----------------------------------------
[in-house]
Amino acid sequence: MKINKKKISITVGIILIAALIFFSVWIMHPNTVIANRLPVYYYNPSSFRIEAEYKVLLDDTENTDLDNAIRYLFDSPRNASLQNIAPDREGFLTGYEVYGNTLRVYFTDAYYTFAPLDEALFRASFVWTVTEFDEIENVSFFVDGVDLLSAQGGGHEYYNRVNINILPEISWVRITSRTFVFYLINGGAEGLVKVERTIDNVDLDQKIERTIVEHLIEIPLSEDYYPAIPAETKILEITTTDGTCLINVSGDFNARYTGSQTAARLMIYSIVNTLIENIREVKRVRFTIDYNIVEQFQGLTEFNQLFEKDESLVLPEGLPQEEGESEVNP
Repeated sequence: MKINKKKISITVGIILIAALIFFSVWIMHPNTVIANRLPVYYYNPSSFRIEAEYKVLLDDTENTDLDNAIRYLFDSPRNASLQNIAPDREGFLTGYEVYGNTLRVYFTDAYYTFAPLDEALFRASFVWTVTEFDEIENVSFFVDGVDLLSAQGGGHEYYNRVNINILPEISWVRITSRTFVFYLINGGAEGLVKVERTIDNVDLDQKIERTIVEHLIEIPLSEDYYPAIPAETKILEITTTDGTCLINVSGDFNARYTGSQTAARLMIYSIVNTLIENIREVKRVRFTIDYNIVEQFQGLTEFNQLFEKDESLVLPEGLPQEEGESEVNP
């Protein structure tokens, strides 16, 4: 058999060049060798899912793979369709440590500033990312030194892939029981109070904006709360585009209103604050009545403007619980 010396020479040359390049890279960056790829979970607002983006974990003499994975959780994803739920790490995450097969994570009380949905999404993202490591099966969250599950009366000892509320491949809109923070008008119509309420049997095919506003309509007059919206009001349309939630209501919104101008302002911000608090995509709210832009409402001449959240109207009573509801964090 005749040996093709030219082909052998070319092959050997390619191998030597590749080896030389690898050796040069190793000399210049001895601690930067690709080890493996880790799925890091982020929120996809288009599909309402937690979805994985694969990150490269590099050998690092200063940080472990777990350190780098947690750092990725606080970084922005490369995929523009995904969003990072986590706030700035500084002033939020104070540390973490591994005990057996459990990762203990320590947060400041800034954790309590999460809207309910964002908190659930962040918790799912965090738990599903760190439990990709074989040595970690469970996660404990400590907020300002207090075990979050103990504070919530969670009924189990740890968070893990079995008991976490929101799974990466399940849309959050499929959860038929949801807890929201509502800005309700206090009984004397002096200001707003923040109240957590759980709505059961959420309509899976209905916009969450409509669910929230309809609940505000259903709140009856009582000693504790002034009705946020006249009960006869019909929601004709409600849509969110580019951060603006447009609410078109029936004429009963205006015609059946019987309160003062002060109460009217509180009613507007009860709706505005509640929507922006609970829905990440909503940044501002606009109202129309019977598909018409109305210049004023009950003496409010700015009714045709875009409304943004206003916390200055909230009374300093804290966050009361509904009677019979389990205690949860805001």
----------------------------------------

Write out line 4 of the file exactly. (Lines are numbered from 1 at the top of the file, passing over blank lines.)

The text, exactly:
């Protein structure tokens, strides 16, 4: 058999060049060798899912793979369709440590500033990312030194892939029981109070904006709360585009209103604050009545403007619980 010396020479040359390049890279960056790829979970607002983006974990003499994975959780994803739920790490995450097969994570009380949905999404993202490591099966969250599950009366000892509320491949809109923070008008119509309420049997095919506003309509007059919206009001349309939630209501919104101008302002911000608090995509709210832009409402001449959240109207009573509801964090 005749040996093709030219082909052998070319092959050997390619191998030597590749080896030389690898050796040069190793000399210049001895601690930067690709080890493996880790799925890091982020929120996809288009599909309402937690979805994985694969990150490269590099050998690092200063940080472990777990350190780098947690750092990725606080970084922005490369995929523009995904969003990072986590706030700035500084002033939020104070540390973490591994005990057996459990990762203990320590947060400041800034954790309590999460809207309910964002908190659930962040918790799912965090738990599903760190439990990709074989040595970690469970996660404990400590907020300002207090075990979050103990504070919530969670009924189990740890968070893990079995008991976490929101799974990466399940849309959050499929959860038929949801807890929201509502800005309700206090009984004397002096200001707003923040109240957590759980709505059961959420309509899976209905916009969450409509669910929230309809609940505000259903709140009856009582000693504790002034009705946020006249009960006869019909929601004709409600849509969110580019951060603006447009609410078109029936004429009963205006015609059946019987309160003062002060109460009217509180009613507007009860709706505005509640929507922006609970829905990440909503940044501002606009109202129309019977598909018409109305210049004023009950003496409010700015009714045709875009409304943004206003916390200055909230009374300093804290966050009361509904009677019979389990205690949860805001």